The Romans in Britain site main banner

The Romans in Britain site main banner

Check out some great books and help the site! I have chosen these books as among the best to illustrate this subject.

The Final Conquest

Claudius issues a directive

Claudius had given the Plautius a firm message that he was not to enter the British capital, Camulodunum. He was to wait on the North side of the Thames until Claudius arrived. It was he who was to be the first to enter the British capital, now renamed Londinium.

Claudius was used to the grandeur of the occasion. Being an Emperor meant having all the advantages and ceremony that went with his position. He would not have traveled lightly, but in an entourage of people ranging in rank from Senate officials to staff performing everyday tasks for their masters. Also included were the Praetorian guard and for some unknown reason, elephants. Dio records that Claudius was used to the luxuries and comfort, so a great deal of planning had already taken place. The vehicles used for the journey would have to be of the highest quality, overnight stays prearranged, all basic facilities catered for. This list is endless. Along with this was the number of personnel that would have to accompany him. It is believed that the tribes of Gaul paid for this through their taxes.

Claudius' journey from Rome

Claudius sailed along the Tiber to Ostia, by ship to Messalina, then through Gaul to the Channel. The journey was not without hazard. Of the Ligurian coast . then again near Iles d'Hyeres passing Cote d'Azurthey were nearly shipwrecked before they landed at Messalina. The notorious mistral winds, a fierce bitingly cold wind caused the problems.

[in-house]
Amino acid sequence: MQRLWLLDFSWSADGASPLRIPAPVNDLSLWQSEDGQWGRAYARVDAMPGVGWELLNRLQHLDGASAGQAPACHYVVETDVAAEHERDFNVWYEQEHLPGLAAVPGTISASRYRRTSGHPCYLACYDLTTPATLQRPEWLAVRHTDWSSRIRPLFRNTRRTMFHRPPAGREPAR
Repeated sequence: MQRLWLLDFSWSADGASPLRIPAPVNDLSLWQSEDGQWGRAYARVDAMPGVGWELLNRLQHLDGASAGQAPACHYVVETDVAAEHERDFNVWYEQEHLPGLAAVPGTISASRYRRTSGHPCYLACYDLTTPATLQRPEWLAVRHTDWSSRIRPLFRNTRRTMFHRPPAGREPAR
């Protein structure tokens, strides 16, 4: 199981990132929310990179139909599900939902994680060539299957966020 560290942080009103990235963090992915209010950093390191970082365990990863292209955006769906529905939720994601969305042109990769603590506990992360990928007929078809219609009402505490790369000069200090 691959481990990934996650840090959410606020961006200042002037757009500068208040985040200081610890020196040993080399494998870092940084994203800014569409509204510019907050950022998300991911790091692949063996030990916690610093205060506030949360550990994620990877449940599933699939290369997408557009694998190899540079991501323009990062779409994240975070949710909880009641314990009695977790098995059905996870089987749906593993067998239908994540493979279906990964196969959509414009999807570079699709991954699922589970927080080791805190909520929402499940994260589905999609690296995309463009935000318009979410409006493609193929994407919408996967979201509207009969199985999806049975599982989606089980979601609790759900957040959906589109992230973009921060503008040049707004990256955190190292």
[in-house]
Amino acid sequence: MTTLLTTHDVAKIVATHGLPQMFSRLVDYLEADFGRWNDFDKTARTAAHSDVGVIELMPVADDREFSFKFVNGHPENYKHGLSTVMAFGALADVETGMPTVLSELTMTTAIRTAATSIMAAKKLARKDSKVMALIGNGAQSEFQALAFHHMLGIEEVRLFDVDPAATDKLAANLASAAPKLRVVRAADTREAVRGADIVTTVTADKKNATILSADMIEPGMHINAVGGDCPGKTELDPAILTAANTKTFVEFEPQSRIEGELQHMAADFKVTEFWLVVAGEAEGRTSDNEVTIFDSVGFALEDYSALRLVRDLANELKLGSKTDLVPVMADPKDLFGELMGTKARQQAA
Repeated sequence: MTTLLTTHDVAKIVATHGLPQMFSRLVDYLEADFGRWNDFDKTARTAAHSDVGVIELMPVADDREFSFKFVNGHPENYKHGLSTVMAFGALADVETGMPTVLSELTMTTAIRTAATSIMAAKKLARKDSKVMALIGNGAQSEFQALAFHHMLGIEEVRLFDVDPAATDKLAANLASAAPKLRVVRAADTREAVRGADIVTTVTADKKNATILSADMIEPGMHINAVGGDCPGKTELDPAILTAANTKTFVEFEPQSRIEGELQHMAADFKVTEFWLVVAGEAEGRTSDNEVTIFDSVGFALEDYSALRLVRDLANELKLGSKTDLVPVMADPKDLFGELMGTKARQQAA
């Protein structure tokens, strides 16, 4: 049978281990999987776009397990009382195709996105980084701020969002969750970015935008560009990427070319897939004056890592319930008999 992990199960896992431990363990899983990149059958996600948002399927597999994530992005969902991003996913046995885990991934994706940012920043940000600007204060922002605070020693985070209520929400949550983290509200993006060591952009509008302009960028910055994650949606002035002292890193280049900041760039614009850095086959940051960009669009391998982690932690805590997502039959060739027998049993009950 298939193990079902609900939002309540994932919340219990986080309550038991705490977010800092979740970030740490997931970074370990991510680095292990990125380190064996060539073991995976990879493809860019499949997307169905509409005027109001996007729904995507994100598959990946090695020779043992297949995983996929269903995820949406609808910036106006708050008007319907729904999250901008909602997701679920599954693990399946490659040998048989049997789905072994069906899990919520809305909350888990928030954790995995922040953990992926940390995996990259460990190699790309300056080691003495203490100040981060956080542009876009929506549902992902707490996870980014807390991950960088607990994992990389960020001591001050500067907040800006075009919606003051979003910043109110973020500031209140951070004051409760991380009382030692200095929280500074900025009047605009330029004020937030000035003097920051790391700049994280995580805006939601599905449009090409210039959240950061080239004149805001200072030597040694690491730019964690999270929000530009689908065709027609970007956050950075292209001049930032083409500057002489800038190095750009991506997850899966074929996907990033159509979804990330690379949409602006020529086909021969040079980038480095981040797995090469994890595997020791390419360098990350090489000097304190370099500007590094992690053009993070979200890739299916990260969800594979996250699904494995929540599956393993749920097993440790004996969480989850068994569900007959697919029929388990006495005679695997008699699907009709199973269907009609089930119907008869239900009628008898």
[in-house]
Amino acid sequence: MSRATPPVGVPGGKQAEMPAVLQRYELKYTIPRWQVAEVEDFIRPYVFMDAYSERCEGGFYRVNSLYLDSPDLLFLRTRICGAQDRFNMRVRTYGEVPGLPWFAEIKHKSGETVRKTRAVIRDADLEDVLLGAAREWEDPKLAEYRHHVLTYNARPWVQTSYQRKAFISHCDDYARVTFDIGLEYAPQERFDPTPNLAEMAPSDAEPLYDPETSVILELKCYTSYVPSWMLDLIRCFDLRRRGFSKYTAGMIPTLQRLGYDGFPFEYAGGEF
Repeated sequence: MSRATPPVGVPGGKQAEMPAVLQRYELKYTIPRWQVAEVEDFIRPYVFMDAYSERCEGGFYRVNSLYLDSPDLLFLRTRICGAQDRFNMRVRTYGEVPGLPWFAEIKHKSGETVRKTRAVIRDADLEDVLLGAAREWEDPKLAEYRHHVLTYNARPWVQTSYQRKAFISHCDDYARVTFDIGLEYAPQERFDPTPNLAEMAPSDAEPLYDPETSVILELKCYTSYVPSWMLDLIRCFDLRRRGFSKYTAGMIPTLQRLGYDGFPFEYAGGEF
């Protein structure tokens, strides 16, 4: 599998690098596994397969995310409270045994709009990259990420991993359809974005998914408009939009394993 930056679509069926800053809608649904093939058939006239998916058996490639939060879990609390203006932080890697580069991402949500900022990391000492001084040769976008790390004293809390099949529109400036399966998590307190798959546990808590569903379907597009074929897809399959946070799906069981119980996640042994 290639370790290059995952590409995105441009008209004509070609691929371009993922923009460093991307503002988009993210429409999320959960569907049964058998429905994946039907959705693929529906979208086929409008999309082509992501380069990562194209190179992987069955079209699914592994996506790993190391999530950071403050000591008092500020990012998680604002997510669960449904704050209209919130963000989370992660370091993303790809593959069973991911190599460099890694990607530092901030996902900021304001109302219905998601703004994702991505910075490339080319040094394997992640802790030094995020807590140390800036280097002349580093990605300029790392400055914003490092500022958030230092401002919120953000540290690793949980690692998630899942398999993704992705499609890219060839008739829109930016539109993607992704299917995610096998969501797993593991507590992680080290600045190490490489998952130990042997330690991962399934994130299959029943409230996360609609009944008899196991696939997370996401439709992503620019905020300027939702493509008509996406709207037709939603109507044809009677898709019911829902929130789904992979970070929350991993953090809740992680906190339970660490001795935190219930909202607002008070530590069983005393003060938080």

The Emperor arrives in Britain

There is little written about Claudius' visit and his movements. Suetonius wrote 'he fought no battle, nor did he suffer any casualties.' Claudius and Plautius were shrewd tacticians and an opportunists. When Claudius crossed the Thames at the head of the army, One or both would have witnessed token resistance from small bans of native tribes, but nothing that would seriously threaten the Romans. Claudius could then claim these victories for himself. Camulodunum is 50 miles south of Londinium, which would have taken about 2 days to travel. Undoubtedly, there would have been small skirmishes on the way, which Claudius would exaggerate to improve his image, especially in the eyes of Rome. Claudius made certain that these conquests were noted by sending dispatches to his two sons in law, Magnus and Silanus who told the Roman Senate of these glorious victories. This would ensure his award the title 'Britannicus'. The most significant event during the time Claudius spent in Britain was to accept the surrender of the British rulers. This would have been taken with great occasion at Camulodunum. It is claimed that he received the submission of 11 tribal leaders. Plautius must have gathered the tribal kings together for this event, after which Claudius would be installed in the British capital. Before he left, Claudius would have ensured the natives were stripped of all weapons and sent Plautius to bring the rest of the country under Roman rule.

Claudius then departed. His image at an all time high and with the knowledge that he had been associated with a great victory. His standing as an Emperor was now unassailable. It is recorded Claudius was away from Rome for six months. This could be due to him returning to Rome via the Rhine and receiving the acclaim of all those he encountered.

Visit our friends at:

Romans in Britain


Romans in Britain testudo footer art
Please just ASK before using anything on this site -- like we'd say "no"...

This page last updated:

Layout and Design:
Sturmkatze Produktions AG banner

Copyright © 2016 Pace Computing, All Rights Reserved
Powered by Pace Computing